With an online, asynchronous course, it’s a bit difficult to determine how things are going in the first week…particularly given the design format I use. I teach seven, two-week modules in a semester and each module allows for 10 days of content acquisition and demonstration of learning, while the last four days focus on peer interaction and feedback around student demonstration of learning. That said, I do build in formative assessments using Voicethread and Google Forms and I communicate with the students frequently using both the Muddiest Point discussion board and emailed announcements.
I Prepare for Student Work, Customize for Student Engagement, and Plan for Classroom Content, Structures, and Systems that Work Appropriately for Students
Each module in my course contains five basic sections: Introduction, Objectives, Required Materials, Assignments, and Supplemental Resources. The Sound Cloud audio Introduction provides students with both a framework for the module and ensures they understand why it is relevant to both the course and their learning (the “so what” factor). The module-level objectives make clear the desired learning outcomes and are mapped to the course-level Student Learning Outcomes. The Required Materials indicate where a material is required or if there is choice, while the Assignments section provides a list of items that must be completed with their due dates. Finally, the Supplemental Resources section contains all of the materials I deem fall into the “would be nice, but not necessary, to know” category.
For content acquisition in this module, I provided a brief video closed-captioned introducing the Relationship of Learning Objective, Assessments, and Instructional Strategies, a short text-based description of rubrics, and a video on Formative and Summative Assessment. Students are asked to read a few sections in their textbooks and skim two supplemental resources. They are also required to do a resource exploration, selecting two resources relating to their particular interests in assessment; they share these sources, and a brief description, in the Resource Share discussion board. To complete a formative assessment of their understanding, students complete a Check for Understanding on an embedded Google Form. Students draft and submit answers and then are able to see peer responses; at this time, they are asked to reflect on the culmination of their learning and post any questions they still have to the Muddiest Point. Finally, the Assignments section instructs students to create a 3-5 minute audio or video presentation, using the technology tool of their choice, that they will post to Voicethread for peer and instructor comment and review. They will also complete the Stage 2: Desired Results section of their Course Development Plan and have the option to submit it for feedback prior to the final submission in the next module. Students who submit their plan for feedback must provide feedback to their peers who post.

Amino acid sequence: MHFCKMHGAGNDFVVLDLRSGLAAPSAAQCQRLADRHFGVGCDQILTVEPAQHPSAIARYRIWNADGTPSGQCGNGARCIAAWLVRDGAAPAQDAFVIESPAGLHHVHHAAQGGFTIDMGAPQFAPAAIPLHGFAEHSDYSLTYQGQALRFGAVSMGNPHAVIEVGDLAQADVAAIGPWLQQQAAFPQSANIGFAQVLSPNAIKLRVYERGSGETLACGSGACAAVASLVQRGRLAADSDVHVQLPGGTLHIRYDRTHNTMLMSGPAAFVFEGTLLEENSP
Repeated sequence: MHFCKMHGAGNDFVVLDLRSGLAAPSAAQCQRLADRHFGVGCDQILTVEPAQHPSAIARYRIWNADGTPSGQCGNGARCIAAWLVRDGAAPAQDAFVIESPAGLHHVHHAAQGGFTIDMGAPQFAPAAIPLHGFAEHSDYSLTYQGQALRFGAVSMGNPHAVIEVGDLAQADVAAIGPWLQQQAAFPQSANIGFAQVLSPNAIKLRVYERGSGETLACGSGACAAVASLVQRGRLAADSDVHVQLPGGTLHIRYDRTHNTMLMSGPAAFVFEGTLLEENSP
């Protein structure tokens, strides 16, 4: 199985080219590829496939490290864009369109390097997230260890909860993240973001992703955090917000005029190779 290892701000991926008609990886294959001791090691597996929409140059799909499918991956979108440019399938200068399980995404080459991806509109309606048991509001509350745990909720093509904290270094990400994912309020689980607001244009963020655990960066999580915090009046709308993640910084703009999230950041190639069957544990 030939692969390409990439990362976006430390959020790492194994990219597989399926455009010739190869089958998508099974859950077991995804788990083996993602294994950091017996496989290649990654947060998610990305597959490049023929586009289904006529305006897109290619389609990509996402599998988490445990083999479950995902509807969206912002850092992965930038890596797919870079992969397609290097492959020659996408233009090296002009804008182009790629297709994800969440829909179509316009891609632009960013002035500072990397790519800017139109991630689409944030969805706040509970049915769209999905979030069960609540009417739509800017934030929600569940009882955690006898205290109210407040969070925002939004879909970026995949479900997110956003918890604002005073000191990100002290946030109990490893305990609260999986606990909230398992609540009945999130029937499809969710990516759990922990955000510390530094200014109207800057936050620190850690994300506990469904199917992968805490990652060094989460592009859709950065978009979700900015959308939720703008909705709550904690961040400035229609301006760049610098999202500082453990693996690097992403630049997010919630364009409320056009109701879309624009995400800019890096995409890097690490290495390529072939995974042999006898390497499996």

Evidence I Participated in and Contributed to Individual Paths for Learning
At this time, I’ve provided a variety of ways to access resources and choice in content acquisition materials, where possible. I created means for both formative and summative assessment within the module. On Monday, I announced the opening of the module and that the discussion board format would occur in the form of a presentation. I reminded them that they could seek assistance or post questions by using the Muddiest Point. Midway through the week, I let them know that I provided extensive feedback on their initial submission of the Course Development Plan and that I created a discussion board post in the Muddiest Point to address questions they raised and common issues I saw in their submissions.
I Use Data from Observation and/or Surveys to Inform the Unit
Much of my design of this module was informed by student surveys from last semester. I converted the Introductions from text-based sections to audio content. Choice was added in materials and, based on the struggles I saw with defining formative and summative assessment, I created a video that explicitly defined each. I also opted to allow choice in technology for the presentation to differentiate, but also allow students to push their boundaries and comfort levels with technology.